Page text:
Over Christmas 2020, the mega iceberg hit the headlines around the world after coming worryingly close to South Georgia, raising concerns it could damage the fragile ecosystem
In July 2017, the iceberg A68 snapped off the Larsen-C Ice Shelf on the Antarctic Peninsula and began its 3.5-year journey across the Southern Ocean.
In 2017, A68 was considered the biggest iceberg yet. By 2022, this'‘mega iceberg’ has released an enormous 152 billion tonnes of freshwater into the ocean. This new data was published in the journal Remote Sensing of Environment by researchers from the University of Leeds.
To put it in context, 152 billion tonnes of water is enough to fill 61 million Olympic-sized swimming pools. The Centre for Polar Observation and Modelling (CPOM) and British Antarctic Survey (BAS) have used satellite measurements to chart the A68A iceberg’s area and thickness change throughout its life cycle.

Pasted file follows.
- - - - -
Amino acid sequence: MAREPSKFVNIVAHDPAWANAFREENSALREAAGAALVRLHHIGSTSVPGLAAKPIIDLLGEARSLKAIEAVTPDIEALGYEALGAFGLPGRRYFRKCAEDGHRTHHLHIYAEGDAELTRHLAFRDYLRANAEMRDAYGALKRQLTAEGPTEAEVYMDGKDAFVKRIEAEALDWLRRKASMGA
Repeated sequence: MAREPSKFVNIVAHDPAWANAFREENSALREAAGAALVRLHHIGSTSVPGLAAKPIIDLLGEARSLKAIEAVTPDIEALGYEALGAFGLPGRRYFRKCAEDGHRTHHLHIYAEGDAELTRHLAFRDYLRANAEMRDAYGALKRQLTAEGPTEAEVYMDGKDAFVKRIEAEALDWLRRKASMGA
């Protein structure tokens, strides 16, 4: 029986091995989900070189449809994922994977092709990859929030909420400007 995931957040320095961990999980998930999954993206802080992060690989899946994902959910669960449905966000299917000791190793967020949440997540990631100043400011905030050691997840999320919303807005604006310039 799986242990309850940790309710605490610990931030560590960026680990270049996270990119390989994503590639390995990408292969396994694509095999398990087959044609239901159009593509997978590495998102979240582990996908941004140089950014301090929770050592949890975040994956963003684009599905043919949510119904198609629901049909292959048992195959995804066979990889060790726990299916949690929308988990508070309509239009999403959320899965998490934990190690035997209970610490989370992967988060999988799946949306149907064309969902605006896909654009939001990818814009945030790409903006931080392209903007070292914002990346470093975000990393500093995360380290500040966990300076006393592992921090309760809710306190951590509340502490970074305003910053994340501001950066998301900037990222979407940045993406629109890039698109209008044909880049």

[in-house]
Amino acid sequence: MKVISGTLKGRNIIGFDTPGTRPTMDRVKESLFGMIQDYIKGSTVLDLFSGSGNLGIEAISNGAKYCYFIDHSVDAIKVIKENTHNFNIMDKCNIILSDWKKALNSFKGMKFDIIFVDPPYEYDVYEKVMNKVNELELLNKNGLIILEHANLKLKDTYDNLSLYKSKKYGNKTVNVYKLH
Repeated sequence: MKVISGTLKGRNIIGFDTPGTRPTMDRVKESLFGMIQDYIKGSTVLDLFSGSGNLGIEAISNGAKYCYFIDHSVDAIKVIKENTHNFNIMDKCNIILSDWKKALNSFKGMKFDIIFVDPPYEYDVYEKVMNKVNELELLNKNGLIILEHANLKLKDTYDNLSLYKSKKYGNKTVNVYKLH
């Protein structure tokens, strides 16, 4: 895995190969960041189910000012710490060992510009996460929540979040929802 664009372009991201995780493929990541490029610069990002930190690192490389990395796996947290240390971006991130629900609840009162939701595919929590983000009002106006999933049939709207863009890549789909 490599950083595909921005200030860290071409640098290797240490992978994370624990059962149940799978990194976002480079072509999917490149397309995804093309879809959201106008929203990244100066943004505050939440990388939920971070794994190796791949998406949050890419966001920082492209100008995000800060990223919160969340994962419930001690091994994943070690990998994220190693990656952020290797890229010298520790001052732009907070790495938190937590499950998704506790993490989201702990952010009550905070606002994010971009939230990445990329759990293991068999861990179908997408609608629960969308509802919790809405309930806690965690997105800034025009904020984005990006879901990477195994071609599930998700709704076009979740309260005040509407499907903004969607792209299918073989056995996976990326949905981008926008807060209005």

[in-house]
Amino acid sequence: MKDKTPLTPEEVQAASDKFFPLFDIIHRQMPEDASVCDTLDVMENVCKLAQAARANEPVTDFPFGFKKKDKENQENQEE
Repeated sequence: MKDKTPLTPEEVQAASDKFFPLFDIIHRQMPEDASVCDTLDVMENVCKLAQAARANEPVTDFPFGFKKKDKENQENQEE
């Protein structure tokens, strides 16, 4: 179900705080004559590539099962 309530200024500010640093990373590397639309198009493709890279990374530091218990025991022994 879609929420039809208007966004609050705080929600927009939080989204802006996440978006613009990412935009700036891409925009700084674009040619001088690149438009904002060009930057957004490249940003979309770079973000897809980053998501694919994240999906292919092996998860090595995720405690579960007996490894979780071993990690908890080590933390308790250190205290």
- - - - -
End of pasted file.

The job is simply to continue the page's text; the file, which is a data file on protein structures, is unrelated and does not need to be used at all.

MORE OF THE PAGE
According to these experts, the massive iceberg covered an area of nearly 6,000 sq km when it broke free from Antarctica in 2017. This was almost eight times bigger than New York.
Over Christmas 2020, the mega iceberg hit the headlines around the world after coming worryingly close to South Georgia, raising concerns it could damage the fragile ecosystem.
The iceberg started to melt over three months in 2020 and 2021 as it entered the seas around the sub-Antarctic island of South Georgia. And by early 2021, the once-biggest iceberg completely vanished into countless small fragments.
The researchers are now trying to determine the environmental impact the iceberg will have on the marine ecosystem. It is assumed that the freshwater inputs by the iceberg will alter local currents.
The iceberg during its life in Antarctica may have contained minerals and organic matter that was typical to that region. Now, the experts fear that these minerals and organic matter may be dropped into a different part of the globe and that could create an ecological imbalance.
As global temperatures increase because of climate change, the Antarctic ice sheets now are facing a greater threat of melting. This can exacerbate sea-level rise and deteriorate the marine ecosystem.
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